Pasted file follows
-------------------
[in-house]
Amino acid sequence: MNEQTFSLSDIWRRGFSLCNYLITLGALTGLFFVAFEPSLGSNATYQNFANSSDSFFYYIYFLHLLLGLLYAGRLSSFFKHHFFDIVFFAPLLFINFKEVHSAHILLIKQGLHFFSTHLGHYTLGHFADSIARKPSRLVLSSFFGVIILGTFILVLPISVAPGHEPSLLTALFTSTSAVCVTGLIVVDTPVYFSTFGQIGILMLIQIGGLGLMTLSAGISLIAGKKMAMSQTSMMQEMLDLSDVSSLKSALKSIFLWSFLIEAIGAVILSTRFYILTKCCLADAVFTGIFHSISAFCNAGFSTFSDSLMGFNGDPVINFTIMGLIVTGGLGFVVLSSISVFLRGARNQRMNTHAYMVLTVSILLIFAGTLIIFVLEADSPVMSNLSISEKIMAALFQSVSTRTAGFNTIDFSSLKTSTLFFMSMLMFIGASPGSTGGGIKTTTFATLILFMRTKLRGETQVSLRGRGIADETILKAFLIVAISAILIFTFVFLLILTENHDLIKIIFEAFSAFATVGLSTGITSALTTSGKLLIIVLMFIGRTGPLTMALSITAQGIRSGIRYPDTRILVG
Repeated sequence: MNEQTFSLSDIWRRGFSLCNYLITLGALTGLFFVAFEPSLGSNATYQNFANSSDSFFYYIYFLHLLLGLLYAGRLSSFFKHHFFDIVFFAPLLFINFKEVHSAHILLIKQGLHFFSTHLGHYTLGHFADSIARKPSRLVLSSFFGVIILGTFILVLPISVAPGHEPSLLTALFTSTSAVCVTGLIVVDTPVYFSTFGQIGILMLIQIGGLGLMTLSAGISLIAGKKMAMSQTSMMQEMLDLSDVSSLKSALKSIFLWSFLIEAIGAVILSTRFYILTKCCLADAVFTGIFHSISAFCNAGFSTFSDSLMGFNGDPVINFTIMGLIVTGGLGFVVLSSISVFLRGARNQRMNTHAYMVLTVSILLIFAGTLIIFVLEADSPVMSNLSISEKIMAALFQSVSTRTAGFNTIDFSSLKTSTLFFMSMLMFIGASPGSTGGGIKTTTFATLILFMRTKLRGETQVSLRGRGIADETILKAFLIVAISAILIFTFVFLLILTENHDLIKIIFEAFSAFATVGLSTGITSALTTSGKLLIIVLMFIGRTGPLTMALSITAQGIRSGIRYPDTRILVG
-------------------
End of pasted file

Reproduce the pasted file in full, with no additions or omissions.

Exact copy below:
[in-house]
Amino acid sequence: MNEQTFSLSDIWRRGFSLCNYLITLGALTGLFFVAFEPSLGSNATYQNFANSSDSFFYYIYFLHLLLGLLYAGRLSSFFKHHFFDIVFFAPLLFINFKEVHSAHILLIKQGLHFFSTHLGHYTLGHFADSIARKPSRLVLSSFFGVIILGTFILVLPISVAPGHEPSLLTALFTSTSAVCVTGLIVVDTPVYFSTFGQIGILMLIQIGGLGLMTLSAGISLIAGKKMAMSQTSMMQEMLDLSDVSSLKSALKSIFLWSFLIEAIGAVILSTRFYILTKCCLADAVFTGIFHSISAFCNAGFSTFSDSLMGFNGDPVINFTIMGLIVTGGLGFVVLSSISVFLRGARNQRMNTHAYMVLTVSILLIFAGTLIIFVLEADSPVMSNLSISEKIMAALFQSVSTRTAGFNTIDFSSLKTSTLFFMSMLMFIGASPGSTGGGIKTTTFATLILFMRTKLRGETQVSLRGRGIADETILKAFLIVAISAILIFTFVFLLILTENHDLIKIIFEAFSAFATVGLSTGITSALTTSGKLLIIVLMFIGRTGPLTMALSITAQGIRSGIRYPDTRILVG
Repeated sequence: MNEQTFSLSDIWRRGFSLCNYLITLGALTGLFFVAFEPSLGSNATYQNFANSSDSFFYYIYFLHLLLGLLYAGRLSSFFKHHFFDIVFFAPLLFINFKEVHSAHILLIKQGLHFFSTHLGHYTLGHFADSIARKPSRLVLSSFFGVIILGTFILVLPISVAPGHEPSLLTALFTSTSAVCVTGLIVVDTPVYFSTFGQIGILMLIQIGGLGLMTLSAGISLIAGKKMAMSQTSMMQEMLDLSDVSSLKSALKSIFLWSFLIEAIGAVILSTRFYILTKCCLADAVFTGIFHSISAFCNAGFSTFSDSLMGFNGDPVINFTIMGLIVTGGLGFVVLSSISVFLRGARNQRMNTHAYMVLTVSILLIFAGTLIIFVLEADSPVMSNLSISEKIMAALFQSVSTRTAGFNTIDFSSLKTSTLFFMSMLMFIGASPGSTGGGIKTTTFATLILFMRTKLRGETQVSLRGRGIADETILKAFLIVAISAILIFTFVFLLILTENHDLIKIIFEAFSAFATVGLSTGITSALTTSGKLLIIVLMFIGRTGPLTMALSITAQGIRSGIRYPDTRILVG